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Intriguing portrayals of Japanese femininity at Chelsea gallery

"Yorozu no ha" (2014)
"Yorozu no ha" (2014)
Courtesy Joshua Liner Gallery / Mizuma Art Gallery

A collection of alluring works depicting young Japanese girls are currently on display at a Chelsea gallery in a show titled Shinchishirin by Ai Yamaguchi. For her second solo show in New York in 12 years, Yamaguchi focuses on feminine beauty with a strong emphasis on the thick, long, silky, hair of girls and women. Long hair has long been an important asset of beauty in Japanese culture, which Yamaguchi truly embraces by making the girls’ hair a dominant focus by painting them in traditional Japanese calligraphic style.

"Shin to San" (2014) by Ai Yamaguchi
Courtesy Joshua Liner Gallery / Mizuma Art Gallery

The works in this show are mostly acrylic on cotton, non-gesso blanket canvases layered on multiple planes with unique shapes such as the shape of a bird in Shin to San, or a shape resembling a pair of lips in Yorozu no ha.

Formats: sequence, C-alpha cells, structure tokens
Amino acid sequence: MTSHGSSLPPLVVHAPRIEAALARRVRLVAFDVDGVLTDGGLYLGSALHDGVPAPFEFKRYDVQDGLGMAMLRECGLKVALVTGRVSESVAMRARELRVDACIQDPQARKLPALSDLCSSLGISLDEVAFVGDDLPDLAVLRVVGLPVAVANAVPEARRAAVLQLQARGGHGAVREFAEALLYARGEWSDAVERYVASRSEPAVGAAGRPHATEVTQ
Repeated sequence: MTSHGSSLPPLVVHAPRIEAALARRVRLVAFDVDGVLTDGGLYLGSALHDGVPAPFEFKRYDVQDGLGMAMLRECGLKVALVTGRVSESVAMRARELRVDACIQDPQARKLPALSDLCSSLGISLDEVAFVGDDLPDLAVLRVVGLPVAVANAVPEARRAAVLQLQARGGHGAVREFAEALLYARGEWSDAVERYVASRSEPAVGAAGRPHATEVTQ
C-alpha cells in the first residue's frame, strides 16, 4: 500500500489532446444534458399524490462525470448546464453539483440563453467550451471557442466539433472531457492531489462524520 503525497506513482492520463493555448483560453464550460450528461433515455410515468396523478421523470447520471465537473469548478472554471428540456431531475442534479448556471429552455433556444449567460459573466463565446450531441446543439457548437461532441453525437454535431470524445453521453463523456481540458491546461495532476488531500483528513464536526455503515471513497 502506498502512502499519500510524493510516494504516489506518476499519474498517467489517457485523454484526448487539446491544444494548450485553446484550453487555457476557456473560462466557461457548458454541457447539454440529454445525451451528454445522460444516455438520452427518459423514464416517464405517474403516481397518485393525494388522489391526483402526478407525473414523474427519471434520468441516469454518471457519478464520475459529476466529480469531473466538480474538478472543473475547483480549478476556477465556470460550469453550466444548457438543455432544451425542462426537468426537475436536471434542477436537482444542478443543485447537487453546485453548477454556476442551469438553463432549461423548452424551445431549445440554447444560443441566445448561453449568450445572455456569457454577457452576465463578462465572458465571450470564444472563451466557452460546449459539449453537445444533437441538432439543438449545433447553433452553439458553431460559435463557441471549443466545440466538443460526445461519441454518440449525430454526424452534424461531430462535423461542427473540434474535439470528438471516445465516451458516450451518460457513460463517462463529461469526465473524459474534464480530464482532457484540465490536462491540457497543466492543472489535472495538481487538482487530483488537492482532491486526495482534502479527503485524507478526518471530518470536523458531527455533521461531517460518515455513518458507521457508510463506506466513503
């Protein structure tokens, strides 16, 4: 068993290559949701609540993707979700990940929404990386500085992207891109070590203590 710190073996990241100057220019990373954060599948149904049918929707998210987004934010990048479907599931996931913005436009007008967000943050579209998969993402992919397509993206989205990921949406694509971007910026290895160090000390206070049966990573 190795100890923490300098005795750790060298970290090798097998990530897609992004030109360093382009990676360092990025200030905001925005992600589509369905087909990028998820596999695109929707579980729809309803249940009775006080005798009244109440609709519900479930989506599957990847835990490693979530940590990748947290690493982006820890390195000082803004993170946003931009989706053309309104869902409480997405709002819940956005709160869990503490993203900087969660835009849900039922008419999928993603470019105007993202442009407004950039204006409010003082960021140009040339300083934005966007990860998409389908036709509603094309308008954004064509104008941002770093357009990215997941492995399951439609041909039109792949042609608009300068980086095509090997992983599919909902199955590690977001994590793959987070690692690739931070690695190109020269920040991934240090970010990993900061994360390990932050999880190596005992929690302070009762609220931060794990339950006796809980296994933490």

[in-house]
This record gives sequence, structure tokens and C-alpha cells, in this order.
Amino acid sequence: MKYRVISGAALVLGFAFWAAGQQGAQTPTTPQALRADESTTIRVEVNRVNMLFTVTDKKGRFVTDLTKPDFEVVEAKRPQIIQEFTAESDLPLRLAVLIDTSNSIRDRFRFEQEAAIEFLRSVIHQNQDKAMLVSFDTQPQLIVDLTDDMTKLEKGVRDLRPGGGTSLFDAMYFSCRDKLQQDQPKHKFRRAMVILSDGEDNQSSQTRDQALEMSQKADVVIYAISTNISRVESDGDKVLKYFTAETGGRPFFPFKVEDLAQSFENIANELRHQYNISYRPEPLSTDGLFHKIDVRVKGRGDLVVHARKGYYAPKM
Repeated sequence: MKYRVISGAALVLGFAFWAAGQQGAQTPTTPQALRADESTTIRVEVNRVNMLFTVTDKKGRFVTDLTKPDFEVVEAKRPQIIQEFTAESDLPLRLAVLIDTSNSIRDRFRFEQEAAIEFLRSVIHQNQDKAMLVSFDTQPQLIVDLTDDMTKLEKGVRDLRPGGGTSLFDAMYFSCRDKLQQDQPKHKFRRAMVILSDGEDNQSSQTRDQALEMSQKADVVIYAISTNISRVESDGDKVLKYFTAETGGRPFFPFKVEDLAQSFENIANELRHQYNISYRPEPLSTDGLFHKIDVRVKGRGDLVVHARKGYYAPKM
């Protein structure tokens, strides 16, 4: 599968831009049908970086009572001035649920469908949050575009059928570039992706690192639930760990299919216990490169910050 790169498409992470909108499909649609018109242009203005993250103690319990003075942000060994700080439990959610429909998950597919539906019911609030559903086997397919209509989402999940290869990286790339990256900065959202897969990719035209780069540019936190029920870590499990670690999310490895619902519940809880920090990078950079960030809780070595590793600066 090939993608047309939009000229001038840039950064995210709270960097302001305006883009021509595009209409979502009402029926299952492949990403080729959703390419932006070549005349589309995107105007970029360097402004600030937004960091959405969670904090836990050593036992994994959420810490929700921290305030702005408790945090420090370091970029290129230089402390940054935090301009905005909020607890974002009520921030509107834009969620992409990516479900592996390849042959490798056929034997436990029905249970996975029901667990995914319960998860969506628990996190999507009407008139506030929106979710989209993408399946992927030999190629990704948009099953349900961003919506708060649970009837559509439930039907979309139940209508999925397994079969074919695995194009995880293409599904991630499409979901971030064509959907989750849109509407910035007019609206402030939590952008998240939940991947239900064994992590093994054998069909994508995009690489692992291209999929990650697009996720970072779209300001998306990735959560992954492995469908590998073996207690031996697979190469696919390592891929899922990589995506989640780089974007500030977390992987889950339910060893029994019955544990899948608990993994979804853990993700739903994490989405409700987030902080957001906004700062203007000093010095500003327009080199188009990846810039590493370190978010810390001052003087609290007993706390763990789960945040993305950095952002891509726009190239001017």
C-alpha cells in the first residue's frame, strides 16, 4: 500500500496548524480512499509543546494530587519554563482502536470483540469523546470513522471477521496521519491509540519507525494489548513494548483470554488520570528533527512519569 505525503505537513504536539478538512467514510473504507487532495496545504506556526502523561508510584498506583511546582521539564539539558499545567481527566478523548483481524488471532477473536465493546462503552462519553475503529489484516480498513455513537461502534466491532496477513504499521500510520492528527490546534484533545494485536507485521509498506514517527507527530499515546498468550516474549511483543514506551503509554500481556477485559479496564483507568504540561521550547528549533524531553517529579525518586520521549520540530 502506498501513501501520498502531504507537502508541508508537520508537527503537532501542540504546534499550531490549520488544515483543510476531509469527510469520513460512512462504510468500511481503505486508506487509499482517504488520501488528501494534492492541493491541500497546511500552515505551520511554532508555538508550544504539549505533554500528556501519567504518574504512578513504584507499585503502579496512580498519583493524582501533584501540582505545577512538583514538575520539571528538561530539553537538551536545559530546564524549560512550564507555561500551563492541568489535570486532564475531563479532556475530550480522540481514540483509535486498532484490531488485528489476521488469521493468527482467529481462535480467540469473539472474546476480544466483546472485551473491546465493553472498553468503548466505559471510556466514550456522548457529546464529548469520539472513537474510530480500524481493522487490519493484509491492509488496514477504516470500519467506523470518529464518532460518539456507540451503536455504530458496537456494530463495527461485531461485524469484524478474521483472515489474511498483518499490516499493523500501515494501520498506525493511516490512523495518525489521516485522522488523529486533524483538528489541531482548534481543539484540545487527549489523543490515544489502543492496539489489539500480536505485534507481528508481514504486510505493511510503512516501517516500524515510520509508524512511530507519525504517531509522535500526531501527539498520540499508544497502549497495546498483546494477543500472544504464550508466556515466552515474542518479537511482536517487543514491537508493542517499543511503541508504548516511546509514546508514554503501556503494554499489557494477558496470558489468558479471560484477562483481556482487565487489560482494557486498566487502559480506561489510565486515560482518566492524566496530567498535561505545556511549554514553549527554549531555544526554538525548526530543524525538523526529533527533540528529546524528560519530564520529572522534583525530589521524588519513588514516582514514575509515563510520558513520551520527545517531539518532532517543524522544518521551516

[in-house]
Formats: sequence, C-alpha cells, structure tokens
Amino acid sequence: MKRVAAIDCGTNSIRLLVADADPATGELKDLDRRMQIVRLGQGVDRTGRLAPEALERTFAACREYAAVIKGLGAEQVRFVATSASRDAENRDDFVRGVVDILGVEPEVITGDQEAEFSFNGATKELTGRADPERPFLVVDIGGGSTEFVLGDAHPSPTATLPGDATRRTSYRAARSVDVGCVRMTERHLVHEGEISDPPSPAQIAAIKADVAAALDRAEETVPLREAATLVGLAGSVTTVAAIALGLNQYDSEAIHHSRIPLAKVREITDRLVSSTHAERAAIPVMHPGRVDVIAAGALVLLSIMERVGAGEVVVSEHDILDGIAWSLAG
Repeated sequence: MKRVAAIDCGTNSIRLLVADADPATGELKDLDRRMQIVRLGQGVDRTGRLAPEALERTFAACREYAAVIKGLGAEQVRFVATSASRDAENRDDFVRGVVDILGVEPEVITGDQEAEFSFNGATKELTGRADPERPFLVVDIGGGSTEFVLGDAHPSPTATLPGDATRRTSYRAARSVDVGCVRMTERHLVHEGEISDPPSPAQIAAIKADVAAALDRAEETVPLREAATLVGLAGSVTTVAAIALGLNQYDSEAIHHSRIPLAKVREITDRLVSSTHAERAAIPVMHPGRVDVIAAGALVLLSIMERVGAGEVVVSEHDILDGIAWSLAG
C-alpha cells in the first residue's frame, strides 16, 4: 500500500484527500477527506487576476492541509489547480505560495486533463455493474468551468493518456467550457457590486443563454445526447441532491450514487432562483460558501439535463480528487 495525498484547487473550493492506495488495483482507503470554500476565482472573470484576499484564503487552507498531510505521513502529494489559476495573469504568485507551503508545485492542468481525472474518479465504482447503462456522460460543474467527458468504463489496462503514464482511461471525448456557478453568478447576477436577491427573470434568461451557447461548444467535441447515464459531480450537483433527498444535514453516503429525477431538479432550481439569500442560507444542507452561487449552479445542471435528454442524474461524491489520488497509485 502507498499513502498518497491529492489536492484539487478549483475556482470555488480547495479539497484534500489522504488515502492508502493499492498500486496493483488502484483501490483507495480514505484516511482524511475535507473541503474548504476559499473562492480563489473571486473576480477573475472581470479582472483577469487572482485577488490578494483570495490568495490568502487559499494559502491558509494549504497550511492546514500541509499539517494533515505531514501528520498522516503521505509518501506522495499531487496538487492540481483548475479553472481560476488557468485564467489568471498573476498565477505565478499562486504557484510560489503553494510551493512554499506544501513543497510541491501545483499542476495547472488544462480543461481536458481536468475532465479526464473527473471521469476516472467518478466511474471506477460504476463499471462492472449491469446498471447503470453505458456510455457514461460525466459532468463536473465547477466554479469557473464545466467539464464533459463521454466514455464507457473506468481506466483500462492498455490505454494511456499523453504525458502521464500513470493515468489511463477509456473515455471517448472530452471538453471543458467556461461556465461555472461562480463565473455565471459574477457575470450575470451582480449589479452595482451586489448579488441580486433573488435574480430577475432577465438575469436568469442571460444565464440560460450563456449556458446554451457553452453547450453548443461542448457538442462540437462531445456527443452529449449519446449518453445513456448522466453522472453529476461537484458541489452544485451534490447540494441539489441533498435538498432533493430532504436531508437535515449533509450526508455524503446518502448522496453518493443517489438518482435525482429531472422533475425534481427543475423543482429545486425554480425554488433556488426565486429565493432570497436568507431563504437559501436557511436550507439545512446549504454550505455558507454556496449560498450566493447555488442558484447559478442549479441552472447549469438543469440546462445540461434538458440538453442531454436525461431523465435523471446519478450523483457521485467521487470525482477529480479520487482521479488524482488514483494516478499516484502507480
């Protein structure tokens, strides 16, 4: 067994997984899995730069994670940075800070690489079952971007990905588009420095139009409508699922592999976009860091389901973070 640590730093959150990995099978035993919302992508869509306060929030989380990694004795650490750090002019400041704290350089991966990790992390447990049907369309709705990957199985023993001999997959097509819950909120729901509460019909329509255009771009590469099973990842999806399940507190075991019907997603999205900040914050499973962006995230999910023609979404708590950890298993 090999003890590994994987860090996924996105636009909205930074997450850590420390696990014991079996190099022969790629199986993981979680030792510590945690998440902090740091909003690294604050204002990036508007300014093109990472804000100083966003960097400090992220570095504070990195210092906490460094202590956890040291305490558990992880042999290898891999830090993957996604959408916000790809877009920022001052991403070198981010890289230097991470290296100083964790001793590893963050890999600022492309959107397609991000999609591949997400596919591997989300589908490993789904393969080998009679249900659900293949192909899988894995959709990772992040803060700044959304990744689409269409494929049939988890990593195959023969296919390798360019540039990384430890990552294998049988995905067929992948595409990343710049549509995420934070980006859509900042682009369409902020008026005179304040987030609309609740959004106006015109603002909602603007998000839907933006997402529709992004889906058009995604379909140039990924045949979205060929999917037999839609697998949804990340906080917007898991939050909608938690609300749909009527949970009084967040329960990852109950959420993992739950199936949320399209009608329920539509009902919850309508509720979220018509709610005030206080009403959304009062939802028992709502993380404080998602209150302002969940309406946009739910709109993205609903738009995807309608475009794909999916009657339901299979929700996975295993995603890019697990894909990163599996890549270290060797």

The title of the show Shinchishirin comes from several different poems from the Heian Period; “shin” means “heart,” “chi” means “earth,” and “rin” means “forest.” All together, Shinchishirin is an expression of how the seeds of one’s heart are planted into the ground and grow into a forest of poetry. Yamaguchi’s art is deeply rooted in traditional Japanese themes. In this show in particular she illustrates these girls’ lives as beautiful and alluring, yet innocent and unbroken.

At The Joshua Liner Gallery, 540 W. 28th St., through Jun. 7th. The gallery is open Tues.—Sat. from 11 a.m.—6 p.m.